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How Far We’ve Come

Posted By Bill Baer On December 21, 2009 @ 9:29 pm In MLB,Philadelphia Phillies | 10 Comments

Roy Halladay is a Phillie. One of the best pitchers in all of Major League Baseball is a Phillie. Not only that, he wanted to come specifically to Philadelphia. Halladay’s words, per David Murphy:

This is where I wanted to be. [...] This is a dream come true. [...] I’ve heard great things about the people and great things about the organization.

It wasn’t that long ago when Phillies fans were feeling pessimistic after missing out on the Braden Looper sweepstakes. When former GM Ed Wade stockpiled aging relief pitchers like canned goods and duct tape during nuclear winter. When ownership had to begrudgingly commit to a much larger payroll ($58M in 2002; $71M in ’03; $93M in ’04) to sign Jim Thome and trade for Kevin Millwood (and Eric Milton!). When Scott Rolen called St. Louis “heaven”, simply happy to be out of Philly. When Wade once called Curt Schilling a “horse’s ass“.

Philadelphia used to be where baseball went to die, like Washington presently. Now, Philly is baseball Mecca. National networks like ESPN and FOX air Phillies games nearly as frequently as Red Sox and Yankees games. Roy Halladay wants to pitch here. Cliff Lee seemed genuinely upset he would no longer be pitching here. Even John Smoltz, a raging homophobe who has trash-talked Philadelphia and Citizens Bank Park in the past, would not be opposed to donning red pinstripes.

It’s so good right now that some of us were legitimately upset that the Phils would not have two Cy Young winners in the starting rotation instead of one.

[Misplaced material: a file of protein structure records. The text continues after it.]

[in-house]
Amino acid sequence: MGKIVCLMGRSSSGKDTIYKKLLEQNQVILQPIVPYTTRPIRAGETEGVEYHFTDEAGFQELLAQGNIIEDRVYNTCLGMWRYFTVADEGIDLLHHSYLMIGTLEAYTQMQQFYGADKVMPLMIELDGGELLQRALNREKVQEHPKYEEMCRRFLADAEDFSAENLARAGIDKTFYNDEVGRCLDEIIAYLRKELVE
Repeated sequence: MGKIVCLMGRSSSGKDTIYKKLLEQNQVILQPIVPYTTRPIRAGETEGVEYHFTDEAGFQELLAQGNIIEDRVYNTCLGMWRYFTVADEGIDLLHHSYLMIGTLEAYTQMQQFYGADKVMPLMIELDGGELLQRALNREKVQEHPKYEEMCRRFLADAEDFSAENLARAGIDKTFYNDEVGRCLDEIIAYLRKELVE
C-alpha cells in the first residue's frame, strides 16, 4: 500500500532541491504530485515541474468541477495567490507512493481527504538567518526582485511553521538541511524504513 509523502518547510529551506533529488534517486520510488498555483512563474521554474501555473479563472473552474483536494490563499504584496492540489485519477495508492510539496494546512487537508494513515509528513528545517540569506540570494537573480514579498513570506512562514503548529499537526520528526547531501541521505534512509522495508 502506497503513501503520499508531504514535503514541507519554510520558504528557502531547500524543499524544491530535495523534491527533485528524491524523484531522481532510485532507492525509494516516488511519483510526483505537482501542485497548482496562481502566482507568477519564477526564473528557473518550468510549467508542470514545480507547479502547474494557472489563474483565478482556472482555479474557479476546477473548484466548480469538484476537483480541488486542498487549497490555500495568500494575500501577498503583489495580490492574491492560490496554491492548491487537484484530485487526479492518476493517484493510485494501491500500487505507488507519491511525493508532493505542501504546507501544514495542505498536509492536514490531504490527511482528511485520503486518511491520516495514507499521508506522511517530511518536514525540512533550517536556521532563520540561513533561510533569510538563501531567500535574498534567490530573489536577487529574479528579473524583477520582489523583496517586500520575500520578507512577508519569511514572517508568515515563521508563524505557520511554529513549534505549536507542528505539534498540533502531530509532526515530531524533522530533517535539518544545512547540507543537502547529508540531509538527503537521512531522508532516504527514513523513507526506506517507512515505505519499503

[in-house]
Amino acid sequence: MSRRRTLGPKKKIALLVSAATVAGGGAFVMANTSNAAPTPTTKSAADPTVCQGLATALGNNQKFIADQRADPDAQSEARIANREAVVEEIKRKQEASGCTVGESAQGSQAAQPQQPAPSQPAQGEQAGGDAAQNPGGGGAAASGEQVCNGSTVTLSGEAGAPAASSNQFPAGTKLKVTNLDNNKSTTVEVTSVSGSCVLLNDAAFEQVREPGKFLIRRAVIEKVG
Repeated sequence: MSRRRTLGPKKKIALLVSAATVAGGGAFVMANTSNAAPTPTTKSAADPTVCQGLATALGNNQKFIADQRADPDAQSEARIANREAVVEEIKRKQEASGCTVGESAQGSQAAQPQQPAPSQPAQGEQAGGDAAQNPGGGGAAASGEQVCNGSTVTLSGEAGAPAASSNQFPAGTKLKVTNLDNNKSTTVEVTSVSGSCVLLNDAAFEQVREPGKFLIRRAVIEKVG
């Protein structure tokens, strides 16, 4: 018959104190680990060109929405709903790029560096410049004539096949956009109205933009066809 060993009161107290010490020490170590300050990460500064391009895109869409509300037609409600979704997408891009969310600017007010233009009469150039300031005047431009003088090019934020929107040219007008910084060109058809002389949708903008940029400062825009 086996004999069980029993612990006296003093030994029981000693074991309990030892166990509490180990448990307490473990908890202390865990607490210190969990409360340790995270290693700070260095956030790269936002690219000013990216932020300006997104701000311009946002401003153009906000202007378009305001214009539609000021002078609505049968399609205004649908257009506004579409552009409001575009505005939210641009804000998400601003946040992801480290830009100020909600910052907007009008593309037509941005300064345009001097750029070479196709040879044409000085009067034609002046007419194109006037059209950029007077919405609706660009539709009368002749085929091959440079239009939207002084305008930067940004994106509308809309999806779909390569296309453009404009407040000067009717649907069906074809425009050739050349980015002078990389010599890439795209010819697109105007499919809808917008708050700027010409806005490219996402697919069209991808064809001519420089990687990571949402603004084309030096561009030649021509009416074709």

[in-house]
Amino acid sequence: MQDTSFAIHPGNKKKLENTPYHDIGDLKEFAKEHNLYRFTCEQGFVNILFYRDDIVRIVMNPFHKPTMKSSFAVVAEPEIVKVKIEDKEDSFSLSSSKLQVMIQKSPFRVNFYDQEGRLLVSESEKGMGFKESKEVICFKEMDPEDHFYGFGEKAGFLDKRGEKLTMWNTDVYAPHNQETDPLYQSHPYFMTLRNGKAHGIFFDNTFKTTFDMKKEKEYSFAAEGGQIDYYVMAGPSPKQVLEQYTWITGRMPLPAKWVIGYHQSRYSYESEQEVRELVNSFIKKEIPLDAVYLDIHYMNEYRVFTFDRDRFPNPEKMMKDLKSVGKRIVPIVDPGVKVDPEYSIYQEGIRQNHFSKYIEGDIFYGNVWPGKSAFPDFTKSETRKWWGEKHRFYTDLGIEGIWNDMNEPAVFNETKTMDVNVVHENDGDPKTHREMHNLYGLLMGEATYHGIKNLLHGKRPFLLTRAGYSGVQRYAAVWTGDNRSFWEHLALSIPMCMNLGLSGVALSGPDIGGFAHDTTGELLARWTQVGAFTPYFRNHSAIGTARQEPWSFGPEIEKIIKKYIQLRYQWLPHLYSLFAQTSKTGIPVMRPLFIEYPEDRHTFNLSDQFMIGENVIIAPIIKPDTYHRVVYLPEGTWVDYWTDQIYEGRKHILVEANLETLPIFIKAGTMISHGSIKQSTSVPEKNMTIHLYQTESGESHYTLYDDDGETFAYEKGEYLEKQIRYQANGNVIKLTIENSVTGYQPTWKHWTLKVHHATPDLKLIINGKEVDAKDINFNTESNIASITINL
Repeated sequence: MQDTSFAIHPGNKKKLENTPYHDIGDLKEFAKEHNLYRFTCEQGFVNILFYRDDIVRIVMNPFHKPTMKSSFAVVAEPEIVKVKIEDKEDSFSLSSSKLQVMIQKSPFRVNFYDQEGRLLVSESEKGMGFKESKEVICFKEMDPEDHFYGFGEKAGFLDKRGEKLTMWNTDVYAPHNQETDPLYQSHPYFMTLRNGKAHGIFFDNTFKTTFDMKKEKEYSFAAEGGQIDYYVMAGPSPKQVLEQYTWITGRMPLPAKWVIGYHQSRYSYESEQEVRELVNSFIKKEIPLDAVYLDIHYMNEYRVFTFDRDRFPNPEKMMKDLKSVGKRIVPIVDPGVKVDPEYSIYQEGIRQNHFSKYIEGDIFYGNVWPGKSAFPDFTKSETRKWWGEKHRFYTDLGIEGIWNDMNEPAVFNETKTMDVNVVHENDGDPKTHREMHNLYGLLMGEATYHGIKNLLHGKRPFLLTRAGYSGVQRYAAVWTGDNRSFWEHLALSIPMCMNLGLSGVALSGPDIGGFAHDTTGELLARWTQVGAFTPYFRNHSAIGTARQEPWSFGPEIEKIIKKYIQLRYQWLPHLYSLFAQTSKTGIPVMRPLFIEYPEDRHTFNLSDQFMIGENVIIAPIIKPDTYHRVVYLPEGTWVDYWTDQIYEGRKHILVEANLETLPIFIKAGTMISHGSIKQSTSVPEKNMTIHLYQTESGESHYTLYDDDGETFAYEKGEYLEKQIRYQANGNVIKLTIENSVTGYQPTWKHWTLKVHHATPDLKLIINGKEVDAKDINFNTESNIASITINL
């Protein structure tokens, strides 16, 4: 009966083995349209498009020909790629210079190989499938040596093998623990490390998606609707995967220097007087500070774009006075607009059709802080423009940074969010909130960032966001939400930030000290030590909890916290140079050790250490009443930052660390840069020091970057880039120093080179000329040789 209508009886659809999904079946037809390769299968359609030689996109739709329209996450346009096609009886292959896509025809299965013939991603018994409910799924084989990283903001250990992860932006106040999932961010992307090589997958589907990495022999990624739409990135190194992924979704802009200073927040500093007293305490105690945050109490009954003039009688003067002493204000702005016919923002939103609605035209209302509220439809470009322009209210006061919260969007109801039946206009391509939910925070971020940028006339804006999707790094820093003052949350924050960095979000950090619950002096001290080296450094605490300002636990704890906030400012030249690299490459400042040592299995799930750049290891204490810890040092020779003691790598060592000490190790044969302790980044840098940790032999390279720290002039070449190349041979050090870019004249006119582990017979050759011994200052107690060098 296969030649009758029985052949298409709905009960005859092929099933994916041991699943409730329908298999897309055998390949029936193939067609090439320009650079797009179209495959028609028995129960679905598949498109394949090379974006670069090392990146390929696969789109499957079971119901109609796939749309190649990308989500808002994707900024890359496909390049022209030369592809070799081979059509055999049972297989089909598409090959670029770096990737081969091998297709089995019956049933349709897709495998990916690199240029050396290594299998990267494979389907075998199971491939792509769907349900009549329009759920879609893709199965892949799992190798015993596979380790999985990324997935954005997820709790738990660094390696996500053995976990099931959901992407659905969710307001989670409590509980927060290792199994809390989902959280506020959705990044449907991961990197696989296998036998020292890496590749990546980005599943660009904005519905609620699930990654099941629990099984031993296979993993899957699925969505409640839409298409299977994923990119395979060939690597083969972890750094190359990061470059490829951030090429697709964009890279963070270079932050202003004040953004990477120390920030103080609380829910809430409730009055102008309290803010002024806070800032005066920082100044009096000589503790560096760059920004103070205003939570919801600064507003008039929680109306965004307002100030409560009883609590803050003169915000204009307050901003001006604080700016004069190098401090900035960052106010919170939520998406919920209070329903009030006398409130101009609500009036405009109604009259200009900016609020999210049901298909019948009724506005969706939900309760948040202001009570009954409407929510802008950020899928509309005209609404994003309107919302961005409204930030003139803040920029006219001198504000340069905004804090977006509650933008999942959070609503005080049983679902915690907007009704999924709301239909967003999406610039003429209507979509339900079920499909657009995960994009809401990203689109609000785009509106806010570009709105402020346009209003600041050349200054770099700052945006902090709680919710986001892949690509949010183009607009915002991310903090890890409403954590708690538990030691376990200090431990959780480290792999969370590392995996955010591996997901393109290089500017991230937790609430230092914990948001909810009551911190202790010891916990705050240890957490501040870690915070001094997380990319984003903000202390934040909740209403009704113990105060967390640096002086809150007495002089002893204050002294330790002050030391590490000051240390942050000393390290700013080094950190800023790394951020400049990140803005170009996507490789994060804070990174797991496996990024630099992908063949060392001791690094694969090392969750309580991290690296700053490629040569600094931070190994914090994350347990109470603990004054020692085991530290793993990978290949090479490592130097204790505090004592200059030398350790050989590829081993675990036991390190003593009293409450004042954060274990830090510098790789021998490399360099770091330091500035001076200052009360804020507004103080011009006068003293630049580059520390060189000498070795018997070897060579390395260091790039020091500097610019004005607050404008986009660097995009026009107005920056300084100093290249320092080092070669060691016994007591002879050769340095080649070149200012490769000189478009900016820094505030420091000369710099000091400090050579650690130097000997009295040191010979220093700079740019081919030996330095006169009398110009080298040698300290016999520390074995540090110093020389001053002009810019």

To echo the sentiments of Matchbox Twenty’s Rob Thomas, “how far we’ve come.”

Meanwhile, two hours north on Interstate-95, you have the bumbling, fumbling New York Mets. In 2007 and ’08, they gift-wrapped the NL East division crown for the Phillies with incredibly depressing late-September climaxes. Daniel Murphy led last year’s 72-90 team with 12 home runs. To put that in perspective, if he were on the Phillies, Murphy would have been tied in sixth place with Pedro Feliz in home runs. Ryan Howard himself out-homered the Mets’ top-four home run hitters combined.

Last year was so depressing that it spawned a Sporcle quiz, “Can you name the 2009 injured Mets players?” Pundits are using the Mets’ futility to complain about seating charts and prices. SNY’s Howard Megdal wants the Mets to simply do nothing, in response to the suggestions by others that the Mets consider trading Carlos Beltran and Johan Santana (that’s right, the Mets could trade a Cy Young winner without actually getting one in return!). With the Mets heavily pursuing Jason Bay, Dajafi of The Good Phight suggests that Bay should “call the other 29 teams first and unleash a barrage of ‘C’monnnnn… pleeeease?’ before saying yes to Omar [Minaya] through your tears.”

The Mets went from one game away from the World Series in 2006 to laughingstocks of baseball in just a few short, depressing years. They are as pathetic and unlovable, if not more, as the late-1990′s and early-2000′s Phillies teams. While the Phillies are at the top of the food chain, the Mets have quickly sunk near the bottom. The current iteration of the Phillies is led by a GM with an apparent Midas touch (see: Burrell, Pat; Ibanez, Raul); the Mets by a GM with little job security and a reputation for racial favoritism.

It’s a great time to be a Phillies fan right now. The starting rotation may not be Halladay-Lee-Hamels but at least it’s not Daal-Person-Chen as it was in 2001. It’s important to regain that perspective from time to time. That doesn’t mean we should always accept the status quo, but simply to see the forest for the trees.

Was I too hard on the Mets, do you think? Hey, at least they’re not the Flyers.


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